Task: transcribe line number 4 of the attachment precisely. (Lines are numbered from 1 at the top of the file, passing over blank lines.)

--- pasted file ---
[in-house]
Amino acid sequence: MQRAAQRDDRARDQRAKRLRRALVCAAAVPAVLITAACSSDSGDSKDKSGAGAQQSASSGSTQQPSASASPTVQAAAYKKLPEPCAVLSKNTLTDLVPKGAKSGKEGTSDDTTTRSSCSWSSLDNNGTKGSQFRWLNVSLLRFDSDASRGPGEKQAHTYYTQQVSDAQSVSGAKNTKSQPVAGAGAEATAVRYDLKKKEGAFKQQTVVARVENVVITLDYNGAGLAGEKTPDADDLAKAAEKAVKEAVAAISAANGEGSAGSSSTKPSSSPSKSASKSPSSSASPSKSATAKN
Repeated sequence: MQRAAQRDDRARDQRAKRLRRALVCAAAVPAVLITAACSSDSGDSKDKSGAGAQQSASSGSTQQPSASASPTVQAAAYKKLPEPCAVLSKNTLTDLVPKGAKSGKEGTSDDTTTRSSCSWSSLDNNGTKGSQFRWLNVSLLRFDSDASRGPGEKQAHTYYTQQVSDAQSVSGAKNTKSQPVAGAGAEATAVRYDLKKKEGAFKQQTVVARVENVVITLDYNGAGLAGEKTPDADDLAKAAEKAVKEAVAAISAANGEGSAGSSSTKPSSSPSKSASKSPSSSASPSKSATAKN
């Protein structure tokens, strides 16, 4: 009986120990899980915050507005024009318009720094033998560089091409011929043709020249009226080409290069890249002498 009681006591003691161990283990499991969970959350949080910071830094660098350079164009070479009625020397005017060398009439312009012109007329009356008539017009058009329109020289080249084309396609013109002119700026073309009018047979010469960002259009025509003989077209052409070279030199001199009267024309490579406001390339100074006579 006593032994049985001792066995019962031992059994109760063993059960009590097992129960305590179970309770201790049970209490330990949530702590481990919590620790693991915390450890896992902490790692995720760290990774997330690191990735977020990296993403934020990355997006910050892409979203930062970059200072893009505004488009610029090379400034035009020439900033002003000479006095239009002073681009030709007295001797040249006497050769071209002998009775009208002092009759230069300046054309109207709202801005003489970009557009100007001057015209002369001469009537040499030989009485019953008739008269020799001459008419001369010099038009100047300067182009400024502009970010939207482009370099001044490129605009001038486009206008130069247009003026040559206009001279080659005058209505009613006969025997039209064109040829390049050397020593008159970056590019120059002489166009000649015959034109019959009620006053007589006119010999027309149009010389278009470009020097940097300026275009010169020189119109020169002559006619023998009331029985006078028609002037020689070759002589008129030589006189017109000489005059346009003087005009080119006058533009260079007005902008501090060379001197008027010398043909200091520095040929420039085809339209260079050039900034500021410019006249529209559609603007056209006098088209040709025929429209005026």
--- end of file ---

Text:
């Protein structure tokens, strides 16, 4: 009986120990899980915050507005024009318009720094033998560089091409011929043709020249009226080409290069890249002498 009681006591003691161990283990499991969970959350949080910071830094660098350079164009070479009625020397005017060398009439312009012109007329009356008539017009058009329109020289080249084309396609013109002119700026073309009018047979010469960002259009025509003989077209052409070279030199001199009267024309490579406001390339100074006579 006593032994049985001792066995019962031992059994109760063993059960009590097992129960305590179970309770201790049970209490330990949530702590481990919590620790693991915390450890896992902490790692995720760290990774997330690191990735977020990296993403934020990355997006910050892409979203930062970059200072893009505004488009610029090379400034035009020439900033002003000479006095239009002073681009030709007295001797040249006497050769071209002998009775009208002092009759230069300046054309109207709202801005003489970009557009100007001057015209002369001469009537040499030989009485019953008739008269020799001459008419001369010099038009100047300067182009400024502009970010939207482009370099001044490129605009001038486009206008130069247009003026040559206009001279080659005058209505009613006969025997039209064109040829390049050397020593008159970056590019120059002489166009000649015959034109019959009620006053007589006119010999027309149009010389278009470009020097940097300026275009010169020189119109020169002559006619023998009331029985006078028609002037020689070759002589008129030589006189017109000489005059346009003087005009080119006058533009260079007005902008501090060379001197008027010398043909200091520095040929420039085809339209260079050039900034500021410019006249529209559609603007056209006098088209040709025929429209005026």